Cats after the war

This photo from the Haifa-based Israeli Cat-Lovers Society is an interesting juxtaposition of cats and the recent war:

In Lebanon, BETA continues its work in the suburbs of Beirut:

We stayed with them and we will never leave them. They are those who cannot speak, those who cannot comprehend what is happening around them, those who never had anything to do with this war, and those who were left behind.

While this forum and others have referenced efforts to rescue and care for pets on both sides of the conflict, the following AP article suggests that there is little or no cooperation between groups on either side:

More, the Israeli animal rescuer, said her group [Ahava] had contacted BETA to offer assistance in evacuating animals, “but they are not interested in being in touch with us.''…She said Ahava has proposed meeting fleeing Lebanese in boats in international waters to collect their pets. “Believe me, dogs and cats in Lebanon don't see themselves as political animals. They just want to leave.''

El-Massih said BETA was never contacted by the Israeli animal rights group, although it did receive a sympathy e-mail from a former member of Ahava who now lives in the United States.

If true, this is another sad development in the erosion of civil society amid the tribalism that dominates the Middle East and elsewhere…

Update on cats in war

This is a follow-up to my previous posts about cats in Israel and Lebanon.

First, the following update from BETA in Lebanon:

On the 28th of July, BETA team re-entered the Beirut southern suburbs (one of the war zones) to feed the stray and abandoned pets. On the way, we encountered an abandoned pet shop and were able to retrieve some of the surviving animals – four cats and one puppy .

On the 2nd of August, and for the third time, BETA team, accompanied by a PETA representative who came all the way to Beirut to help our animals, have been able to enter that same area. Again, we put food and water for the strays and fed the rest of the animals at the abandoned pet shop -pigeons, birds, and turtles- We will come back to pick them up as soon as the pet shop owner unlock the cages.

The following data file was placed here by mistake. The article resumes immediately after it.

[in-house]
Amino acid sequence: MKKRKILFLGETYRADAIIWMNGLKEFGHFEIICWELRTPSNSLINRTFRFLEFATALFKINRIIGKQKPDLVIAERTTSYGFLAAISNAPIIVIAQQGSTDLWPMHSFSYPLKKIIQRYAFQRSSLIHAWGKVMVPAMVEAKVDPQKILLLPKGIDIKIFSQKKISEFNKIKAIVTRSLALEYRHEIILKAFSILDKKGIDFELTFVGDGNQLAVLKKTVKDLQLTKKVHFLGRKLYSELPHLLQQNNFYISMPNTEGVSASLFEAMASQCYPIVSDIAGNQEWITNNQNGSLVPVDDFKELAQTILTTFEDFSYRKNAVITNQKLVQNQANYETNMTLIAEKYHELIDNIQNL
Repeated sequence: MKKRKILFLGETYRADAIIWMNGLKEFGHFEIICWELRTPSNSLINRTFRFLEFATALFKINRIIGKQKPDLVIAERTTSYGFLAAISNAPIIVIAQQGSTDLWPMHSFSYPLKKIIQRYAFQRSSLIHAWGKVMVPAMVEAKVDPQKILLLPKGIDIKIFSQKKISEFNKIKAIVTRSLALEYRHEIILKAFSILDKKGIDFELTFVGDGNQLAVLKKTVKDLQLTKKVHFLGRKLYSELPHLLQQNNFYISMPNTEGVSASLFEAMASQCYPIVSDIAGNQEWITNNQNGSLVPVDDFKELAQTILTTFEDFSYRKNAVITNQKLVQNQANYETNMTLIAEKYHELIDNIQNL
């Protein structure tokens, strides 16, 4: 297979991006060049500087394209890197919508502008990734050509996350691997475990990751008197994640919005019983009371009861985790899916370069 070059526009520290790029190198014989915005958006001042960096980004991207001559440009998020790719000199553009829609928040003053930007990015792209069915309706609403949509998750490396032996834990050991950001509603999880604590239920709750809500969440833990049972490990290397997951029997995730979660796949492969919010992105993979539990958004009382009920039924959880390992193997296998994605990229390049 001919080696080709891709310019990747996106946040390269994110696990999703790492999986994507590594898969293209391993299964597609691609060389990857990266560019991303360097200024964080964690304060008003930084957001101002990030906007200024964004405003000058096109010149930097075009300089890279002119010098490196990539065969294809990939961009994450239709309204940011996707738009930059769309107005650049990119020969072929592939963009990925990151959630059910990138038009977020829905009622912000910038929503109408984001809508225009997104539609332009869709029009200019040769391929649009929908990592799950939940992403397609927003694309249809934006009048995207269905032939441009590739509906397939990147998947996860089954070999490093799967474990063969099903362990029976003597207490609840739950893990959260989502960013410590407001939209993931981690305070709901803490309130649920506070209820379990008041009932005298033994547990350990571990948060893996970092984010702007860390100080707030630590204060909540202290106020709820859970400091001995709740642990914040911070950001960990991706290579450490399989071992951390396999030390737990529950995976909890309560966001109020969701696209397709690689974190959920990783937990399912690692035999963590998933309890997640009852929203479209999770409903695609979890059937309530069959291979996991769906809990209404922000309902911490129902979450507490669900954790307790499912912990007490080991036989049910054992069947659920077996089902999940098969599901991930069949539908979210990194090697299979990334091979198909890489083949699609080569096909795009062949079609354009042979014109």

We also visited the small zoo and made sure that the worker is still there feeding the remaining animals.

People are working to help cats and other animals left behind during the evacuations and attacks in northern Israel as well. A reader of this forum responded with the following information about current situation and the groups active there:

Bashan Shelter is located in Israel near the Lebanese border. They are
taking in animals abandonned by people who fled south in search of safety.
At great risk to their own personal safety they are also making the rounds
surrounding communities distributing food and water to the animals that
remain behind and to people also. This totally volunteer organization has
no income outside private donations.
liz at

Haifa SPCA is taking in large numbers of animal war refugees and like with